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The CORE‐OM and CORE‐OM (SV) in secure settings: a template analysis of the experiences of male patients and their staff

The CORE‐OM and CORE‐OM (SV) in secure settings: a template analysis of the experiences of male... Purpose – The purpose of this paper is to establish staff and patient opinions on the acceptability, feasibility, and utility of using the Clinical Outcomes in Routine Evaluations – Outcome Measure (CORE‐OM) in secure hospitals. Design/methodology/approach – Patients and nurses (male patients and their key workers) from high, medium and low secure hospitals participated in semi‐structured interviews after completing CORE‐OM or CORE‐OM (SV). Findings – Template themes were acceptability, feasibility, relevance, suitability, changes to treatment, and understanding. Findings suggest that the CORE‐OM is acceptable and potentially useful in secure settings. Practical implications – This paper suggests that the CORE‐OM is acceptable to patients and staff in secure settings and appears to be a feasible measure for such settings. Further research and accumulation of a referential database of item scores is needed for PROMS, including the CORE‐OM, to be fully useful in secure settings. Originality/value – This paper will be of use to clinicians working with forensic mental health settings. It is one of only two papers which investigate the use of the CORE‐OM in forensic settings. http://www.deepdyve.com/assets/images/DeepDyve-Logo-lg.png Journal of Forensic Practice Emerald Publishing

The CORE‐OM and CORE‐OM (SV) in secure settings: a template analysis of the experiences of male patients and their staff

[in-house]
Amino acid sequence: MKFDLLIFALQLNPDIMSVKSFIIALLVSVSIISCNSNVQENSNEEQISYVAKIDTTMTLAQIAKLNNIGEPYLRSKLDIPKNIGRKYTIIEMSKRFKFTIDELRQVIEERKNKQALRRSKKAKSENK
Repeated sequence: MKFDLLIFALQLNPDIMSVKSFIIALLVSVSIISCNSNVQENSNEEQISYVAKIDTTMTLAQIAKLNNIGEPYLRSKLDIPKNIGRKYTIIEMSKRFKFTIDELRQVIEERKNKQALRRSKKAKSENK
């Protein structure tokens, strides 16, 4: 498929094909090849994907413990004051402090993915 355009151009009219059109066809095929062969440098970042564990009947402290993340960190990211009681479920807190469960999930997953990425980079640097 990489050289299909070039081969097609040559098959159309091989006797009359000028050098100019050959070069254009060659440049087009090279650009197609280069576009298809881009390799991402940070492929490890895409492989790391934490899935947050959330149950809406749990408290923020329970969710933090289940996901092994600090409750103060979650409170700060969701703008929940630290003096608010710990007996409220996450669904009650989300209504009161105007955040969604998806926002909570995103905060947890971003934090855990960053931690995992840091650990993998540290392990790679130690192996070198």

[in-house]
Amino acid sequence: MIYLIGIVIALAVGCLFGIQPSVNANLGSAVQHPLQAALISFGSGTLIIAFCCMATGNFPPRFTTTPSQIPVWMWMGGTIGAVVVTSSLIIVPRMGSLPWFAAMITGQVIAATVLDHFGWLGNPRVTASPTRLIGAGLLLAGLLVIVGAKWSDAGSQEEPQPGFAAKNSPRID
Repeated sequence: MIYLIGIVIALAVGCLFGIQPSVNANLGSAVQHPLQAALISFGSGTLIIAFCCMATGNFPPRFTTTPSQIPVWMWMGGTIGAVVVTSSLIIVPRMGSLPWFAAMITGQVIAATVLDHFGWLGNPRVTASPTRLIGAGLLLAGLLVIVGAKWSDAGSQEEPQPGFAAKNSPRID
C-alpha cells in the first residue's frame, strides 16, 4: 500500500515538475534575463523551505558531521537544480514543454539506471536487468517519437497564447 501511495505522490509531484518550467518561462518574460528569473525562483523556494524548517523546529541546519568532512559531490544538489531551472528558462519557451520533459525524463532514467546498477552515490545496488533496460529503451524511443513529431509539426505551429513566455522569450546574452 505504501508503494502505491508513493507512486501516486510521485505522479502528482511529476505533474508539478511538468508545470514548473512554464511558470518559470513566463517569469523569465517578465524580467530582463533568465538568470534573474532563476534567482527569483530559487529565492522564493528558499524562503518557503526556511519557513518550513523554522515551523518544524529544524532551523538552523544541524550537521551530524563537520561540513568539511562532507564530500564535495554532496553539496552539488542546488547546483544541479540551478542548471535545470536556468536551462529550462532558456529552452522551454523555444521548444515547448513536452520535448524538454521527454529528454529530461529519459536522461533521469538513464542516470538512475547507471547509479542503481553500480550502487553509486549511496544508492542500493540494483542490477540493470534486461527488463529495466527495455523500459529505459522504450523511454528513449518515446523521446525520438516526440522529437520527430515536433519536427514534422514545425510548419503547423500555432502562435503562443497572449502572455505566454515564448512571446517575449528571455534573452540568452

Journal of Forensic Practice , Volume 15 (1): 12 – Feb 8, 2013

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Publisher
Emerald Publishing
Copyright
Copyright © 2013 Emerald Group Publishing Limited. All rights reserved.
ISSN
2050-8794
DOI
10.1108/14636641311299068
Publisher site
See Article on Publisher Site

Abstract

Purpose – The purpose of this paper is to establish staff and patient opinions on the acceptability, feasibility, and utility of using the Clinical Outcomes in Routine Evaluations – Outcome Measure (CORE‐OM) in secure hospitals. Design/methodology/approach – Patients and nurses (male patients and their key workers) from high, medium and low secure hospitals participated in semi‐structured interviews after completing CORE‐OM or CORE‐OM (SV). Findings – Template themes were acceptability, feasibility, relevance, suitability, changes to treatment, and understanding. Findings suggest that the CORE‐OM is acceptable and potentially useful in secure settings. Practical implications – This paper suggests that the CORE‐OM is acceptable to patients and staff in secure settings and appears to be a feasible measure for such settings. Further research and accumulation of a referential database of item scores is needed for PROMS, including the CORE‐OM, to be fully useful in secure settings. Originality/value – This paper will be of use to clinicians working with forensic mental health settings. It is one of only two papers which investigate the use of the CORE‐OM in forensic settings.

Journal

Journal of Forensic PracticeEmerald Publishing

Published: Feb 8, 2013

Keywords: Mental health; Patients; Hospitals; Forensic practice; CORE‐OM; CORE‐OM (SV); Outcome measures; PROMS; Patient views; Utility; Feasibility

References